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Nibali aiming to become oldest Giro winner in open race

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MILAN — After last year’s start in Israel and British cyclist Chris Froome’s victory in Rome, this year’s Giro d’Italia is likely to be a far more Italian affair.

And, with only two previous champions competing, one of the most open races in recent history.

Froome has decided to focus on winning a fifth Tour de France title rather than defend his Giro crown. Vincenzo Nibali is back, though, after the 2013 and 2016 winner decided to skip his home Grand Tour last year. Dutch cyclist Tom Dumoulin, who won the race in 2017 and finished runner-up last year, is also looking for another victory.

The 102nd edition of the race runs from May 11-June 2 and consists of 21 days of racing, totaling 3,518.5 kilometers (2,186.4 miles) between the start in Bologna and the finish in Verona.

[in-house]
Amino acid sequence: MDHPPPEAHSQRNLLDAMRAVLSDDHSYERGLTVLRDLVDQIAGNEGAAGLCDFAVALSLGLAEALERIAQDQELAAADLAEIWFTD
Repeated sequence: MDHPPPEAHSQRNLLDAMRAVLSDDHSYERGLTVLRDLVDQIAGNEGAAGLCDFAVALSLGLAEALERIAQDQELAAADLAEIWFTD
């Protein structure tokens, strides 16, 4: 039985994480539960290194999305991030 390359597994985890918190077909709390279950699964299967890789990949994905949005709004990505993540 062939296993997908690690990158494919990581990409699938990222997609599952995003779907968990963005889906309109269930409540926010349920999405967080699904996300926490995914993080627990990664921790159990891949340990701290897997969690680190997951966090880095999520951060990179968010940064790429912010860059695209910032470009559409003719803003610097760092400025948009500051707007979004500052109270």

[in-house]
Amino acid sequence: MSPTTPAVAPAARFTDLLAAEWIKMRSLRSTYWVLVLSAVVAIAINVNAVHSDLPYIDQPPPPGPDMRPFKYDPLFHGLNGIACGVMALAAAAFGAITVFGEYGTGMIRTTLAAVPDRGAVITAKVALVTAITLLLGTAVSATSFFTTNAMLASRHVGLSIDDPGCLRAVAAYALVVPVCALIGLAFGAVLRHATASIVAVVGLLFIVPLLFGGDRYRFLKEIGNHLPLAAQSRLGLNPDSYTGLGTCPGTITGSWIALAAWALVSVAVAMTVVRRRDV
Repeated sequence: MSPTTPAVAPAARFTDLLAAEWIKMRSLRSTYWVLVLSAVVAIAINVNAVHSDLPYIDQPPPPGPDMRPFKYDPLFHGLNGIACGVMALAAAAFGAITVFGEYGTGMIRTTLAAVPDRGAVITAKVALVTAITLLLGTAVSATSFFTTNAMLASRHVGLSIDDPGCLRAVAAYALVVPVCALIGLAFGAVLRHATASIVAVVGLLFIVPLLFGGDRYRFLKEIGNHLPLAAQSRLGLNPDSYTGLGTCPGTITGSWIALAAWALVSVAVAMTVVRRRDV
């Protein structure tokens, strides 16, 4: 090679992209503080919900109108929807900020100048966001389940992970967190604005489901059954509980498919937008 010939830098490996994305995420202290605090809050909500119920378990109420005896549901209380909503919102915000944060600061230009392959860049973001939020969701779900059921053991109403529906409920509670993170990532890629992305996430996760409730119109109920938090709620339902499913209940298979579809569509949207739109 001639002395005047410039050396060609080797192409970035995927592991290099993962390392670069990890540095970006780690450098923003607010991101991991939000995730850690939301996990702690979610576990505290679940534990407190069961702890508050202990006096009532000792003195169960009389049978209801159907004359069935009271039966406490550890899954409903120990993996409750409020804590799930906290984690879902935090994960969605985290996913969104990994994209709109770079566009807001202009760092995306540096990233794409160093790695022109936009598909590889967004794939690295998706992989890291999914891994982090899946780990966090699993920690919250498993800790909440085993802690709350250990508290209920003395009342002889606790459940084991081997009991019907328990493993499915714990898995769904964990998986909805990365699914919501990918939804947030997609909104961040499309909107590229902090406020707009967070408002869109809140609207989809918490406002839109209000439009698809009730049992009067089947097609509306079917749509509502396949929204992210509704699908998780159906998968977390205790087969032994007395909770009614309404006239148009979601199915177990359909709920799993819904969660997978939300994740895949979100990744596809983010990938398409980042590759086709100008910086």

Here are some key things to know about the race:

MAIN CONTENDERS

Nibali is looking to become the oldest Giro winner as he will be 34 years, 200 days when the race concludes in Verona.

The current oldest winner is Fiorenzo Magni, who was 34 years, 180 days when he won the 1955 Giro.

Nibali, who has also won the Tour and the Spanish Vuelta, has finished on the podium each of the previous five times he has competed in the Giro and Bahrain-Merida general manager Brent Copeland has warned rivals he is in great form.

“We have worked hard to get to the start of this Giro with the best possible team,” Copeland said. “Vincenzo has worked tremendously hard to the buildup of this race and his physical condition is at one of the best I have seen in years before a Grand Tour.”

Nibali’s main rivals include Dumoulin, Colombian climber Miguel Angel Lopez, Mikel Landa of Spain, the in-form Slovenian Primoz Roglic and Britain’s reigning Vuelta champion Simon Yates, who led the race for 13 days last year.

Another pre-race favorite, Colombian cyclist Egan Bernal, had to pull out after breaking his collarbone in a training accident last week.

World champion Alejandro Valverde and Fabio Aru are also out with injury.

MOUNTAIN DRAMA

The Giro features three individual time trials and seven mountain finishes in a testing route which features the toughest climbs during the second half to the race.